Sunday, May 11 is Mother’s Day this year. It is
the day that we all attempt to honor and respect the amazing woman who gave us
life, the woman who nourished, protected, and loved us. Of course, we should
thank our mothers daily, not simply one day a year. We need a world that
supports and respects safe and voluntary motherhood, not just with cards, fancy
dinners, and sentiment on one Sunday a year, but by respecting our rights every single day.
My incredible 92-year-old mother, Polly Bloom, died last
fall. I miss her love, devotion, joy, and feistiness more than words can say.
But what will never leave me are the life lessons she taught me. She modestly said
that she never really wanted the
flowers, perfume, body creams, and jewelry that I gave her over the years. What
she loved most was for me to be strong, do good in the world, and to keep
fighting for abortion rights, safe motherhood, and reproductive justice for all
She — as well as my beloved dad — were always so proud of my
work. As I near this first Mother’s Day without her, my body and soul are filled
with a tremendous emptiness. But Polly’s dedication and sacrifice have left me with
so much love and the belief that I could do whatever I chose and wanted in
Polly was an unusual woman for her time and, in many ways, although
a small woman, was larger than life. As a first generation American, she was
devoted to her family and friends and very proud of her Sephardic Jewish
heritage. For more than forty years, she volunteered at the Sephardic Skilled
Nursing and Rehabilitation Center in Brooklyn,
New York and won awards for her
years of commitment. She had a B.A. in Spanish literature from Brooklyn College, loved her first language
(Ladino), and nurtured her three children, her husband, and her community.
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Moreover, she truly understood what equality and rights for
women meant. My mom was denied a therapeutic abortion (fetal demise had
occurred) in the early part of the 1950s and that scarring experience caused
her serious emotional and physical problems for many years. She was forced to
carry a dead fetus in her body for several months because of the oppressive
laws and sexist attitudes of that time. This
denial of her rights always stayed with her. My feisty mom was very supportive of the idea that no other woman should
ever have the same awful experience she had encountered desperately seeking
out safe medical care, respect, and dignity. Polly Bloom really understood
what reproductive justice was.
Mothers deserve — and need — reproductive justice. Reproductive
justice is about every woman’s freedom to choose to have children and to be
able to decide when and under what circumstances these children will be born.
It is about the right to quality, affordable, and accessible health care for a
safe pregnancy, delivery, and a healthy newborn.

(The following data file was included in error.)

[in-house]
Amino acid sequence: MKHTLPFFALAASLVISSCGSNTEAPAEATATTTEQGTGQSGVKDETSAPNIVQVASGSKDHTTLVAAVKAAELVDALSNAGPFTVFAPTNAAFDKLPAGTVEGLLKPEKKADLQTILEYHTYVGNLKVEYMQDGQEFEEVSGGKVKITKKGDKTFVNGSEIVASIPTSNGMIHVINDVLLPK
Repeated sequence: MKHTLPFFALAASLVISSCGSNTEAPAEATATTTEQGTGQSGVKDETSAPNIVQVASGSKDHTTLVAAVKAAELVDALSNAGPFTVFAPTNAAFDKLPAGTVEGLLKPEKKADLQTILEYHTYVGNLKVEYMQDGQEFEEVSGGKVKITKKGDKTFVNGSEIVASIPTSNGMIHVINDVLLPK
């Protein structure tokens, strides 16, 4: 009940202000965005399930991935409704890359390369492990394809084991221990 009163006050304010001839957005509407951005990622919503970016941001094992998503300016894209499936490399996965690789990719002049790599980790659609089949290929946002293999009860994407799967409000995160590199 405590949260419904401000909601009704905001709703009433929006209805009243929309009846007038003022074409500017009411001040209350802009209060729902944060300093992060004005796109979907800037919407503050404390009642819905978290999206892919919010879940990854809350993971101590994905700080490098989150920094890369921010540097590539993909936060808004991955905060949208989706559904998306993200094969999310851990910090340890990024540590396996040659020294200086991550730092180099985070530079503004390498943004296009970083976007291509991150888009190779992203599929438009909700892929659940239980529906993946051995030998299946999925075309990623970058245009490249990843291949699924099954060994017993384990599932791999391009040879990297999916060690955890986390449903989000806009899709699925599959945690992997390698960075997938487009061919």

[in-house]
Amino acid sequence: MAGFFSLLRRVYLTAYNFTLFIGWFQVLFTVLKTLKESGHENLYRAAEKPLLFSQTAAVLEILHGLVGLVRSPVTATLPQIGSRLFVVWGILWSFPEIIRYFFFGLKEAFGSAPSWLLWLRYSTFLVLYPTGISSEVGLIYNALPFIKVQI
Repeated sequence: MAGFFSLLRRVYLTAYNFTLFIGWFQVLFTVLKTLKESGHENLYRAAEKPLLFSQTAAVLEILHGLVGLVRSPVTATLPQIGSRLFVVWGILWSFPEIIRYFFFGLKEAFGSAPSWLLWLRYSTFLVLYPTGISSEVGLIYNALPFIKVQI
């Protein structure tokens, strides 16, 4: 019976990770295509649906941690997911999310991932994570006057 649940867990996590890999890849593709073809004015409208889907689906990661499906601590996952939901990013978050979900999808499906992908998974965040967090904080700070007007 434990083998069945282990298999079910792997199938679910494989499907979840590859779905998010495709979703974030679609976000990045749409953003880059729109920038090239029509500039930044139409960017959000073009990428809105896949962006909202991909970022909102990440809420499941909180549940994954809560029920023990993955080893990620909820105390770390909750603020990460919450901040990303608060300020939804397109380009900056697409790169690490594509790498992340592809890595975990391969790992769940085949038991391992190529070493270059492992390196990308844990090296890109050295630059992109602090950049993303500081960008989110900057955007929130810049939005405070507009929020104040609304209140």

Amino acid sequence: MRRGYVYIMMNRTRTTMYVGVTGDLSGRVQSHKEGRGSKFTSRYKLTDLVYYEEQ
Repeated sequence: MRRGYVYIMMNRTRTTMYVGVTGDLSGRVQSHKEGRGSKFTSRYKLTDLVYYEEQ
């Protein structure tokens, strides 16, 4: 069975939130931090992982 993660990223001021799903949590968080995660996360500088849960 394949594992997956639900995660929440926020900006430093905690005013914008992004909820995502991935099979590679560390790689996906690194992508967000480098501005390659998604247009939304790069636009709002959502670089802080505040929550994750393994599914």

Supporting a woman’s right to choose motherhood includes
respecting her choices, and providing her with the tools and resources she
needs to raise a healthy family. This means day care and family leave,
educational opportunities, meaningful employment and livable wages, gender
equality, an end to gender-based violence and ensuring a safe and hopeful future
for herself and her children. Tragically, in the richest nation in the world,
these resources are rapidly diminishing.
Reproductive justice is also the right to choose not to have
children, the right to contraceptive choices, the right to medically accurate
and comprehensive sexual education, and the right to end an unwanted pregnancy
with safe, legal, and affordable abortion care. It is about recognizing that safe
and respectful abortion care helps women choose their futures, become better
mothers, and build stronger families. It recognizes that women know what it
means to be pregnant, to give birth, and to start a family. Women know what it
means to continue or to end the potential life growing inside of their bodies
and to decide for their current or future families that it is — or is not — the
right time for a child to be brought into this world.
My dear mother was justifiably horrified at the international
maternal morbidity and mortality rates that we discussed. She hated the
short-sighted and regressive domestic and international policies of the Bush
administration. As she became older, she would increasingly say that she could not
understand why so many women and girls died from unsafe births and unsafe
abortions in our world. I told her I did not quite grasp it either.
Why do we allow 68,000 women and girls in the developing world
to die every year from the brutalities of botched abortions when compassiona and
safe medical procedures could easily preserve their lives and health? I don’t
know, dear mom. I am still trying to figure it out.
I know that if my inspiring mother was still alive, and if I
asked her what she would like for this Mother’s Day, she would again say, "Keep
doing a good job and keep women safe, honey."
What a wonderful way to honor all mothers throughout the
world — with rights and respect. My mom is now gone from this earth, but she will
always be in my heart. And I’ll continue to listen to my incredible mom and
make her proud of me.